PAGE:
Patent Office Proposes Speed Lane (And Slow Lane) For Patents; Treating The Symptom, Not The Disease
from the that-won't-solve-anything dept
One of the big complaints with the US Patent and Trademark Office is the insane length that it takes these days to get a patent approved. It can be many years at this point. The USPTO has set a goal to help deal with that problem, but so far all we’ve seen are things like getting examiners to approve more patents. That doesn’t help at all. The real problem isn’t the patent approval process, it’s the patent system itself. The whole setup of the patent system is wrong. If it worked as intended, and was used as a tool to promote innovation, you would see just a small number of patents approved. Right now, it lets through tons of patents that have no impact on progress whatsoever, except perhaps to hinder it. But because of massive abuse of the system, the response has been to flood the system with even more patent applications. The system of having random patent examiners determine what is and what is not both new and non-obvious doesn’t scale.
The latest plan from the PTO isn’t going to help matters either. The idea is to set up a speed lane and a slow lane for patents. The speed lane means that you pay more and your patent gets reviewed faster (within a year). The middle lane is the same as it is today… except (oops) you now get pushed down a bit because of all the big spenders in the fast lane above you. Then there’s the slow lane, which is cheap, but don’t expect to see your patent for ages. Apparently they might add some setup with the slow lane that also separates payments out, so you can submit the patent, but later decide to not follow through on it, without having to pay as much. It sounds sort of like a parallel to today’s provisional patent system.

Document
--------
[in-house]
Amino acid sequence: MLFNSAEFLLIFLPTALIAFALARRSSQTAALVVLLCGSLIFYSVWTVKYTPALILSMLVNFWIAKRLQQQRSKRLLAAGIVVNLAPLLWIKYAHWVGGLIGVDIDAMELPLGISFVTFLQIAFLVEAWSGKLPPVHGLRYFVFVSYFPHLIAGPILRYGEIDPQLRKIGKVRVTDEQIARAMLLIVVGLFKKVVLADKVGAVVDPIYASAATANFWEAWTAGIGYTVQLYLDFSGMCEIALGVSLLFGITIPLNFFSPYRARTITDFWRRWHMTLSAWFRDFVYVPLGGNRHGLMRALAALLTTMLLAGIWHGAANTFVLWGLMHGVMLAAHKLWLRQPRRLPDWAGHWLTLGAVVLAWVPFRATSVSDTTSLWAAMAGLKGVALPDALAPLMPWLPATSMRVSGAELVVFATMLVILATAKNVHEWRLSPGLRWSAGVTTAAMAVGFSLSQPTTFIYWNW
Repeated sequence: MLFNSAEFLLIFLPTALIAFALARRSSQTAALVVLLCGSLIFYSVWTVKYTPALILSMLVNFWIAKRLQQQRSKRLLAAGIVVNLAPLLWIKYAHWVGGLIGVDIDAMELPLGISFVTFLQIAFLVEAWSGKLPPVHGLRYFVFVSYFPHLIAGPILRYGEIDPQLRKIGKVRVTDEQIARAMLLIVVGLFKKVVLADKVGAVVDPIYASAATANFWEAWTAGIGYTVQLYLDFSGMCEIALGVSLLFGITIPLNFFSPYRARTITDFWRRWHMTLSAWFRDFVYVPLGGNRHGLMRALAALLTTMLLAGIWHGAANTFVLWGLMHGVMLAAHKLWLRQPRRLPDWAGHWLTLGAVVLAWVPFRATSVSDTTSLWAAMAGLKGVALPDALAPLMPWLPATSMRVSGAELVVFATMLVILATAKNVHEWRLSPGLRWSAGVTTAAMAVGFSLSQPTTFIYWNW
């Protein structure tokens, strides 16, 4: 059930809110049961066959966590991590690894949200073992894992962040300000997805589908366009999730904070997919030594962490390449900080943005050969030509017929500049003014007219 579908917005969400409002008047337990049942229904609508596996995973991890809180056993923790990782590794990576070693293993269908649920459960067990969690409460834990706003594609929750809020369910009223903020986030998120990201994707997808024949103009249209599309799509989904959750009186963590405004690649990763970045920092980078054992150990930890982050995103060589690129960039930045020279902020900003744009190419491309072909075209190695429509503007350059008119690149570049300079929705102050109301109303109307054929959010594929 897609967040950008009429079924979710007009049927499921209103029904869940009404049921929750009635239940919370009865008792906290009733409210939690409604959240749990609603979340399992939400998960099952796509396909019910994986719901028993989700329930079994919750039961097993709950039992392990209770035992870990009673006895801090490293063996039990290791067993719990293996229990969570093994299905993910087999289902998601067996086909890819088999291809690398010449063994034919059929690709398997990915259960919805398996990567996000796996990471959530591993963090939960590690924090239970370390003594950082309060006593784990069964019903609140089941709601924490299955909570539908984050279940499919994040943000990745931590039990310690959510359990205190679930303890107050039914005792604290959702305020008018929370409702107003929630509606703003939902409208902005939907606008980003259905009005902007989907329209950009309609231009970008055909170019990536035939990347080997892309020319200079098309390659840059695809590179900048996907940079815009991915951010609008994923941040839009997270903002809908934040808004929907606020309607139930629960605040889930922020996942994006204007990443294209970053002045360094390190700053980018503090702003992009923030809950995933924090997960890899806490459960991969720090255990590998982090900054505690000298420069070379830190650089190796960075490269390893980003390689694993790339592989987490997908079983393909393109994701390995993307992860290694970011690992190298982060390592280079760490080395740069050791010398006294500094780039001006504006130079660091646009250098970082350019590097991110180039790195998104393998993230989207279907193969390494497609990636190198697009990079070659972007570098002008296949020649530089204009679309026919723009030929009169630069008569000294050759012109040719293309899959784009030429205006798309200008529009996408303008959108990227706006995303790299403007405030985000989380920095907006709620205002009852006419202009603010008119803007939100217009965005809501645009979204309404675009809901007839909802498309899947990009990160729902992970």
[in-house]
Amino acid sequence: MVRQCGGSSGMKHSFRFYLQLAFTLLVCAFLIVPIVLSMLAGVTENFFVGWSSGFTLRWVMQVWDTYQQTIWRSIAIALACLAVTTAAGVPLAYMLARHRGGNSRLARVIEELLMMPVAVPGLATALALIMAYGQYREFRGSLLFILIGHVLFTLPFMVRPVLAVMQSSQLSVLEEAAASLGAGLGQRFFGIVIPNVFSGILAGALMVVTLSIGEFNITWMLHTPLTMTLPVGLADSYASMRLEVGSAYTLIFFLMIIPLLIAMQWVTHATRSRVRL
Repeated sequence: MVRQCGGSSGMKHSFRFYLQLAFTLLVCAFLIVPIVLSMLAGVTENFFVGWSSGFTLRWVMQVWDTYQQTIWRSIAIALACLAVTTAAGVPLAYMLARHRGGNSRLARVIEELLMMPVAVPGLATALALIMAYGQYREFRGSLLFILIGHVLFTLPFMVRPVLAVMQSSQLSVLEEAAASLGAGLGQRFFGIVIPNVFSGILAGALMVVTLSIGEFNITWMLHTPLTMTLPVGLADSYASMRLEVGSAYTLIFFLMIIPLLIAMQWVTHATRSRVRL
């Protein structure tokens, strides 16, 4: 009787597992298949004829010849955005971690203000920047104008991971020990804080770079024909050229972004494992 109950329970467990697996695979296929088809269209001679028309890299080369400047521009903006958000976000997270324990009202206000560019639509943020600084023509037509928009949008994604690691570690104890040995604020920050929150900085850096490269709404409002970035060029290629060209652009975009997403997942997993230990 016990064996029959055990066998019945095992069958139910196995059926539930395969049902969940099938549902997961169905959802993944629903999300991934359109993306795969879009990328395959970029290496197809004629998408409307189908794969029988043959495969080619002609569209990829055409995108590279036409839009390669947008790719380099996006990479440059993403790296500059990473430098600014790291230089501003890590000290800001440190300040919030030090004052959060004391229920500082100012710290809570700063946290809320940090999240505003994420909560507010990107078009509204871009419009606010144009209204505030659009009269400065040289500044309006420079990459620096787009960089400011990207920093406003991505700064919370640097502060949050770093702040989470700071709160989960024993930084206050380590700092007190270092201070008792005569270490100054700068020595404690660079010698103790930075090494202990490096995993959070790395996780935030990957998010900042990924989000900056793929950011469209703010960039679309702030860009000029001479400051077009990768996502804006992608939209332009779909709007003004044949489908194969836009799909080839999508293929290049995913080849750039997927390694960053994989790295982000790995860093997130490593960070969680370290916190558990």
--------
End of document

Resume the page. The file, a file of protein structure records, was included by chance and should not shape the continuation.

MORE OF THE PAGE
Of course, none of this will help. It just means that companies with more money to spend will jump to the fast lane, clogging that fast lane, and lengthening the wait times for those who don’t want to spend that much money. It’s difficult to see how that helps. The real issue is vastly cutting back on what is considered patentable. Move way from having companies feeling the need to patent anything and everything and get them back to focusing on competing in the marketplace. If there must be a patent system, let it be limited to the rare cases where there is actual proof that the gov’t granted monopoly makes sense (if those exist) and where there’s no likelihood of independent invention coming up with the same thing at about the same time (a key point that should determine obviousness).